Yeah, on the topic of how long it’s been bad, these protests are literally the 70th anniversary of the Nakba (the Disaster), i.e. the ethnic cleansing from village to village of Palestinians in order to illegally seize and occupy land without having to treat Palestinians with equal respect and negotiate living side by side, and these are explicit methods and goals right out of the mouths and pens of the architects of '48.

I’m friends and comrades with a few Israeli anti-capitalists living in Israel, mostly not Ashkenazi and who have some pretty depressing things to say about how not just Ethiopian Beta Israel folks are treated (which has been getting some coverage lately) but even Maghrebi/Sephardi/Mizrahi Jewish folks (my friends among them) get pretty contemptuous treatment unless they’re willing to opt into an inclusion-as-enclosure that silences dissent about treatment of Palestinians period (much less outright criticism of settler-colonialism and the settler-colonial state of Israel needing to abolish itself and start from square one with Palestinians by recognizing Palestine’s full extent before ethnic cleansing and illegal land seizures) and even then those non-Ashkenazi politicians who walk in lock-step with Israeli nationalism can get snide and contemptuous treatment in the press for daring to speak up about differential treatment amongst different Jewish ethnic/cultural groups in Israel - even their own.

Like any settler-colonial state, there are clear grips on power whatever the claims to diversity and equality in the PR, and challenging the PR (much less the power) is often vilified. Israel as a state isn’t a big fan of Jewish Israeli voices who they can’t just reductively tar and feather as antisemites, and what used to get out largely as statements from admittedly fringe groups (Anarchists Against the Wall/אנרכיסטים נגד גדרות, for example, who are badass af, I met someone who organized with them on a roadtrip vacation at the Montréal Anarchist Bookfair in 2012 and he was a super sweet, compassionate dude and really informative) is now slowly becoming more common to hear from just regular Israelis who get more detailed information than IDF propaganda from human rights groups online and so on. It’s still not the massive sea change needed, but this trend at a trickle does have hope of accelerating, and I know there’s been a big influence from diaspora Jewish groups like If Not Now (who just held Embassy of Freedom marches/protests/events simultaneous to the horrifying events of the last few days) and Jewish Voice for Peace (who recently went on a blacklist from the state of Israel saying anyone associated with them can’t travel to/be in Israel for supporting/participating in the Boycott, Divestment and Sanctions movement) on the thinking of young Israelis, so minds are changing because of the internet connecting far-flung Jewish voices (from secular voices over to even Rabbinical ones) standing with Palestine and against the occupation.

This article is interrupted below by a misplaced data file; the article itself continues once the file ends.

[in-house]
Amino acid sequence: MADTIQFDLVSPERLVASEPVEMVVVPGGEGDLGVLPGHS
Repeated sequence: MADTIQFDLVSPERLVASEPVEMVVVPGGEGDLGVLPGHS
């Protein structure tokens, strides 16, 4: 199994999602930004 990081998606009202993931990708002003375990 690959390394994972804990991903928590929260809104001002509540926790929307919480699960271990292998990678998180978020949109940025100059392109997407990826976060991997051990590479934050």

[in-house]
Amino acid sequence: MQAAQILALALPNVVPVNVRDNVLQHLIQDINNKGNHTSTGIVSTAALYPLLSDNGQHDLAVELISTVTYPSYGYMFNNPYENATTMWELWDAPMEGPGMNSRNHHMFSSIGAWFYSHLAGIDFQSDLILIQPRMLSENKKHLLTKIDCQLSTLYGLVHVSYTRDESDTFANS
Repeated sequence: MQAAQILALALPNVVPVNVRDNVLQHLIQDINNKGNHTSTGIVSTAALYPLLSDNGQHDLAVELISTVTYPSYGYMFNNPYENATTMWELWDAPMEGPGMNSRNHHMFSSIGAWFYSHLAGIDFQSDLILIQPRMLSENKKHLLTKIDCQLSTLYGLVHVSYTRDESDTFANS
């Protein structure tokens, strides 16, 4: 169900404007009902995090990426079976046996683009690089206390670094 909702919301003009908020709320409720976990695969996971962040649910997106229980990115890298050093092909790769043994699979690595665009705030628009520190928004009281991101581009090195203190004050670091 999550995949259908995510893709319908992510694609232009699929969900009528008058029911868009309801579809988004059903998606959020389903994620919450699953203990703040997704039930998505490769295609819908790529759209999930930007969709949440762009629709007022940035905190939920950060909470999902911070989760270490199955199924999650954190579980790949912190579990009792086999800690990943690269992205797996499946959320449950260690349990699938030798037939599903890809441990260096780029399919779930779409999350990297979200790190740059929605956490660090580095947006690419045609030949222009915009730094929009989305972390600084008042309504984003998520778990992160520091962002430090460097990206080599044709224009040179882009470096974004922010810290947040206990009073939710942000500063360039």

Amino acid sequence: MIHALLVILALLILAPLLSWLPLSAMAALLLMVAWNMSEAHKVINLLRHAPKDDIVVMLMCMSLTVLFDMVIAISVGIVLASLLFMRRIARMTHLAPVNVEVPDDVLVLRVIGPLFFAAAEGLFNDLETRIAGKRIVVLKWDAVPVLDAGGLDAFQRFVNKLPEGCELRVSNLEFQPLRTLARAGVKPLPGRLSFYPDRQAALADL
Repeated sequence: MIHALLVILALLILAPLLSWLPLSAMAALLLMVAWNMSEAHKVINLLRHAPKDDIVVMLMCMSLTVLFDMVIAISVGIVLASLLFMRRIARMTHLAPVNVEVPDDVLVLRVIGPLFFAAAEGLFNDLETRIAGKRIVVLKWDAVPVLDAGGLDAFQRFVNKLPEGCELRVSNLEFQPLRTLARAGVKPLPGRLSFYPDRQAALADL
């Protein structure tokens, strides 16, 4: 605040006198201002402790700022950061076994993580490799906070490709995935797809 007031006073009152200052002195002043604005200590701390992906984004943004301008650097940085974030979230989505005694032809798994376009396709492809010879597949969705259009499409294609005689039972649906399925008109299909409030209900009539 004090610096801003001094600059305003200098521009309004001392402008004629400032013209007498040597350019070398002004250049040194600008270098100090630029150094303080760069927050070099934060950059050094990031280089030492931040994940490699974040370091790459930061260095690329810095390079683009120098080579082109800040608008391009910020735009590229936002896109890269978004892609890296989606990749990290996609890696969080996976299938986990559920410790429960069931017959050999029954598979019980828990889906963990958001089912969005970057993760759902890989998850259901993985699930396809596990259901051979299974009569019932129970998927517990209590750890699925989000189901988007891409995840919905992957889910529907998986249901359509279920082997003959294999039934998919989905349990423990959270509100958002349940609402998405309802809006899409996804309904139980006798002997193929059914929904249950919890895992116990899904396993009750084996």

It’s just change so slow that children keep dying, so it’s a depressing pace.


#10